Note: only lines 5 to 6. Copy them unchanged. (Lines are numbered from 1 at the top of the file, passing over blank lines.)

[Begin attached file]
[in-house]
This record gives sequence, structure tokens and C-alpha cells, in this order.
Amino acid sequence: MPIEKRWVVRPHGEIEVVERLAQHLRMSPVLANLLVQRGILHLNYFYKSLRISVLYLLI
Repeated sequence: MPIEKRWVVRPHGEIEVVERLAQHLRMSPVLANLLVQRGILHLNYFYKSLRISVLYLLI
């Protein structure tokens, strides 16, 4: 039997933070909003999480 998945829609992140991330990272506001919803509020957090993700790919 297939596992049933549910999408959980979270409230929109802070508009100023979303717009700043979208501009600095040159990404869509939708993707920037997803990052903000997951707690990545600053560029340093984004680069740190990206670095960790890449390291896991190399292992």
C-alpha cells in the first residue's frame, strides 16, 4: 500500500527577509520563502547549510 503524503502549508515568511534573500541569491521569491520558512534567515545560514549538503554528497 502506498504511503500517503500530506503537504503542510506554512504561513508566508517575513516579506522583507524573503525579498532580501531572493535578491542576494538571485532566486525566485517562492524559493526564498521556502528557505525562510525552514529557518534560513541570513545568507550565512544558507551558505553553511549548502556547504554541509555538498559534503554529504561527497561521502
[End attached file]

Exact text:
């Protein structure tokens, strides 16, 4: 039997933070909003999480 998945829609992140991330990272506001919803509020957090993700790919 297939596992049933549910999408959980979270409230929109802070508009100023979303717009700043979208501009600095040159990404869509939708993707920037997803990052903000997951707690990545600053560029340093984004680069740190990206670095960790890449390291896991190399292992």
C-alpha cells in the first residue's frame, strides 16, 4: 500500500527577509520563502547549510 503524503502549508515568511534573500541569491521569491520558512534567515545560514549538503554528497 502506498504511503500517503500530506503537504503542510506554512504561513508566508517575513516579506522583507524573503525579498532580501531572493535578491542576494538571485532566486525566485517562492524559493526564498521556502528557505525562510525552514529557518534560513541570513545568507550565512544558507551558505553553511549548502556547504554541509555538498559534503554529504561527497561521502